Stephen Gaghan, the writer behind Traffic and Syriana, joined Activision to create Call of Duty: Ghosts. We talk to him about the process of writing for games, working with developers, and how games will change how he makes movies.

Stephen Gaghan figured out the hard way that writing games is not like writing films. As a screenwriter who is used to crafting layered scenes with revealing dialog he found that such an approach doesn’t always work in the world of games, where the story has to serve the action and player experience.

“You go to your computer and you write in Final Draft. And you are like, ‘I’ve done it! I love this scene! It’s so awesome!’ It’s five pages. It’s so emotional,” says Gaghan. “You wander down the hall and you talk to everybody and they’re like, ‘That’s awesome. Now do it in five lines.’”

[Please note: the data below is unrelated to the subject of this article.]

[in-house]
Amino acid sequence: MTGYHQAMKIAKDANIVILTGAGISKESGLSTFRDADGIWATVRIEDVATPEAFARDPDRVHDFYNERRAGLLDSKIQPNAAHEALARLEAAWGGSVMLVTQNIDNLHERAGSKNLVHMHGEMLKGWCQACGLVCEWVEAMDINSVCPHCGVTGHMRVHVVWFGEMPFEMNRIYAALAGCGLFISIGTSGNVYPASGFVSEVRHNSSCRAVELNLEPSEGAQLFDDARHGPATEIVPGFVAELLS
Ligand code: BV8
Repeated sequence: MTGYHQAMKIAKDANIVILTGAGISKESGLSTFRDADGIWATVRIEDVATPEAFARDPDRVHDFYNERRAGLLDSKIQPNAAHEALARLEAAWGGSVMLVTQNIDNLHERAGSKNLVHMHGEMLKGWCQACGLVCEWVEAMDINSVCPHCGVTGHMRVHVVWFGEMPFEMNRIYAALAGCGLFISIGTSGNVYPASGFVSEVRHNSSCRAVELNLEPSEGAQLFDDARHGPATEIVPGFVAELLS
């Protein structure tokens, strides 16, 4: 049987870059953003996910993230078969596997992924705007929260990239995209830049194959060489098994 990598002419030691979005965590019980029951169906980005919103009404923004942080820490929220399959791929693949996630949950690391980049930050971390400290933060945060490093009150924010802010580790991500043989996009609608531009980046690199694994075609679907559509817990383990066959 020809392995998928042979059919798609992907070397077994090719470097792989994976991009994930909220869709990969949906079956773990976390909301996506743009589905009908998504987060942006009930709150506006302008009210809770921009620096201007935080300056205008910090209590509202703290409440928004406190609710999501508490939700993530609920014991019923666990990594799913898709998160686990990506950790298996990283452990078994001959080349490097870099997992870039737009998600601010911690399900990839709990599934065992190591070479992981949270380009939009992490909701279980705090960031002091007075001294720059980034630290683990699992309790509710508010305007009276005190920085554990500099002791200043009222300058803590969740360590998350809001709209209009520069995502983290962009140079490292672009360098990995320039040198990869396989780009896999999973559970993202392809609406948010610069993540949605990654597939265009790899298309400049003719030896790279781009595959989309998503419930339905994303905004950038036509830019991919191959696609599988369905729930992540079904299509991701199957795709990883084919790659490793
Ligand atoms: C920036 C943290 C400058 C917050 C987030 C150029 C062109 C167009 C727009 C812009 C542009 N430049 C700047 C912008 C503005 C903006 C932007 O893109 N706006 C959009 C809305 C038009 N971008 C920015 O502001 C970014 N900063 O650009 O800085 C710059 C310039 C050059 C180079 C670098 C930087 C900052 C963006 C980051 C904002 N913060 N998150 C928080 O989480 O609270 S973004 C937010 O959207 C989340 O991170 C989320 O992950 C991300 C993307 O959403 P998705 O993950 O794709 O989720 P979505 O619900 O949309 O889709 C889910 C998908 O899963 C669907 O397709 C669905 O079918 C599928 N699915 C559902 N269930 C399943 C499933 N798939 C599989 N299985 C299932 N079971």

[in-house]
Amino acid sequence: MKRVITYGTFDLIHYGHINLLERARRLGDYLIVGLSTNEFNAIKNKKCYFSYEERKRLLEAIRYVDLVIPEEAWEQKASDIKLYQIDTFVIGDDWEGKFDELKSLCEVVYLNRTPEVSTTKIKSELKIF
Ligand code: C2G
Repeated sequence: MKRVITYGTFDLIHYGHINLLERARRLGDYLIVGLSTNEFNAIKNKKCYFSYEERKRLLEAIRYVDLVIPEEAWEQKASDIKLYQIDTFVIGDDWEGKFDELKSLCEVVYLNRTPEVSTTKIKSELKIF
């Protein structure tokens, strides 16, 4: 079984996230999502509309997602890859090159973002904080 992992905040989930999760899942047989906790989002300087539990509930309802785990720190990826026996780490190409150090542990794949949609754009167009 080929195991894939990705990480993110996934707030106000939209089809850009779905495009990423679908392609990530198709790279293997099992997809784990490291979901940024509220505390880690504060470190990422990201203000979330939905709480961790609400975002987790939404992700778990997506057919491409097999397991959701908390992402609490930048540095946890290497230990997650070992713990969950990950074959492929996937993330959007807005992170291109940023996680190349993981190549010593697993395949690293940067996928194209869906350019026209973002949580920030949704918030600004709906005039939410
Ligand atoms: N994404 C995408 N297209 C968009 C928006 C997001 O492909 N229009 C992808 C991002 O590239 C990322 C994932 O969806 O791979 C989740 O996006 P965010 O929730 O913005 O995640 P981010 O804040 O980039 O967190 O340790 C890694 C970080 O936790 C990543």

Having written the films Rules of Engagement and Syriana (he also did an early rewrite of Black Hawk Down), the Oscar-winning writer of Traffic has a body of work that served him well for taking on the role of writer for Call Of Duty: Ghosts. The 10th main installment of the franchise, released November 5, centers on a team of special forces warriors fighting a South American alliance known as the Federation.

“You are servicing a lot of stuff,” Gaghan says of writing his multi-narrative films. “And because you are crosscutting between intense things, you don’t have a ton of time to establish who people are, to build dynamics between characters. You have to be really efficient. You are constantly compacting with gestures and making dialogue evocative of who people are in the best way you can. I thought that was really applicable to games,” says Gaghan.

Read the full article at Co.Create.